government in Lebanon, created a defensive situation in which all
means of warfare were legitimate. Hezbollah went even further than
Khomeini. In its open Letter it called the resistance a jihad instead
of just a defaa.34 As a result, it
was mandatory for believers to participate in the resistance, and
they were to use any means necessary. Martyrdom was the highest
form of death, and circumstances required believers to commit acts
of martyrdom and self-sacrifice.
Another argument held that because Imam Hussein
had known of his impending martyrdom at Karbala but still chose
to fight there, suicide bombing was acceptable.35
Just as Hussein had known of his impending martyrdom, so, too, would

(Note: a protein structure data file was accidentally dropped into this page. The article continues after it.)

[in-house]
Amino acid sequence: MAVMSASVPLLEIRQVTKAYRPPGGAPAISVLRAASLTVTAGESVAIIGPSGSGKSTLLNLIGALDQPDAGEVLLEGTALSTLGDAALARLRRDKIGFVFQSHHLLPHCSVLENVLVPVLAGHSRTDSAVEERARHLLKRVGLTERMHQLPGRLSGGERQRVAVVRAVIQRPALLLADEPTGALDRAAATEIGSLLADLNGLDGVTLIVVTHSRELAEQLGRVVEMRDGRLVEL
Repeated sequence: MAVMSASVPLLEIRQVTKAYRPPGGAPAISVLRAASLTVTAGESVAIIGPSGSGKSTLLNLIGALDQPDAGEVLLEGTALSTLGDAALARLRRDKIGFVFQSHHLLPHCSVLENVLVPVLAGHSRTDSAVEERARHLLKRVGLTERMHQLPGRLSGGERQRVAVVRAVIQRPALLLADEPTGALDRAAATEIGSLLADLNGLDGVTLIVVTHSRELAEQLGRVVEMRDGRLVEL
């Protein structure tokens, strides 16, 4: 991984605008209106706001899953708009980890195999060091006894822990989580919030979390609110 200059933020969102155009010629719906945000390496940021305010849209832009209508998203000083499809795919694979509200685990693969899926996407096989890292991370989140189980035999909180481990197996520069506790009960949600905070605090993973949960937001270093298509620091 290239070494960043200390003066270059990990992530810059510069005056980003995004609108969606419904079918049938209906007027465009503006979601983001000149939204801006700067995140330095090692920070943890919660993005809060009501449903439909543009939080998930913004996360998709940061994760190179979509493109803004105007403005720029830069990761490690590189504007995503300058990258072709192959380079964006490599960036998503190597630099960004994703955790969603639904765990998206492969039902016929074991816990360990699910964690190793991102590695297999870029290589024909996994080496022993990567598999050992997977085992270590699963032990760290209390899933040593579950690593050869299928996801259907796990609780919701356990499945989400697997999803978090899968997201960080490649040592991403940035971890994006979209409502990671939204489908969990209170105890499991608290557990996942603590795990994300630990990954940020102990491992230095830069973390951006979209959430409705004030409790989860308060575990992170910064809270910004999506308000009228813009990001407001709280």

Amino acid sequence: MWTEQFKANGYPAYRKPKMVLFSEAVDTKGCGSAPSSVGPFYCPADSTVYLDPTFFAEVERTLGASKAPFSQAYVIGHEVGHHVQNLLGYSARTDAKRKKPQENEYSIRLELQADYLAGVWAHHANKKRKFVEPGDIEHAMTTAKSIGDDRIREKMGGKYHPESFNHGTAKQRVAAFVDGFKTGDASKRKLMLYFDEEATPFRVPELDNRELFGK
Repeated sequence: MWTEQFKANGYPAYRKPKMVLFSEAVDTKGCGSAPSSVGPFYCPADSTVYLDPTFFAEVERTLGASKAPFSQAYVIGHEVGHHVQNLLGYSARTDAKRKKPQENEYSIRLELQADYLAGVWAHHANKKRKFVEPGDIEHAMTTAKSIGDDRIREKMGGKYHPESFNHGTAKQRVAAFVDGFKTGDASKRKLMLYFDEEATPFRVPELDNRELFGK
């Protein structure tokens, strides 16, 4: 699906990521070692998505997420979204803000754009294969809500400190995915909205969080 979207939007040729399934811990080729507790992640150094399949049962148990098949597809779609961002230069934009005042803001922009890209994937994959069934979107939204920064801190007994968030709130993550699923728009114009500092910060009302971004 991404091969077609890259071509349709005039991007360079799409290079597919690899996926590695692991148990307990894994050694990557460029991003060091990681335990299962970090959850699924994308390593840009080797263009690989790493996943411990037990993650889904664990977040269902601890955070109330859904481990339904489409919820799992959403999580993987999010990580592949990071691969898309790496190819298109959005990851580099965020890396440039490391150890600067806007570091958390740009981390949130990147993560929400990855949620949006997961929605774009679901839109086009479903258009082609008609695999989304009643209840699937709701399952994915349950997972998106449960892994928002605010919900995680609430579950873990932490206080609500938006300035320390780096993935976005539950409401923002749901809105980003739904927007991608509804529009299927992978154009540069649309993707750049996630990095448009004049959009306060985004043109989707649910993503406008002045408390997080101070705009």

the suicide bomber, and because his suicide was a means of jihad
against foreign dominance, it was theologically acceptable. It was
not really suicide but warfare in God's name: "suicide,"
Fadlallah said, "is not an absolute value. It is an option
left to a people who are without options, and so the act is no longer
considered suicide but martyrdom in the name of self-defense. This
is part of the logic of war."36
According to Fadlallah, it was the self-sacrifice,
not the suicide, that mattered. Fadlallah used Hussein's death at
Karbala, as well as Sadr's disappearance, to provide historical
models of emulation to justify the sacrifice of the young men who
would blow themselves up.37 As an added
incentive, martyrs who died in a legitimate act of jihad would go
to heaven without their other deeds on earth being scrutinized by
It was the Iranian clerics who finally cemented
a doctrine of self-sacrifice and martyrdom into Shi'ism. Ali Shariati,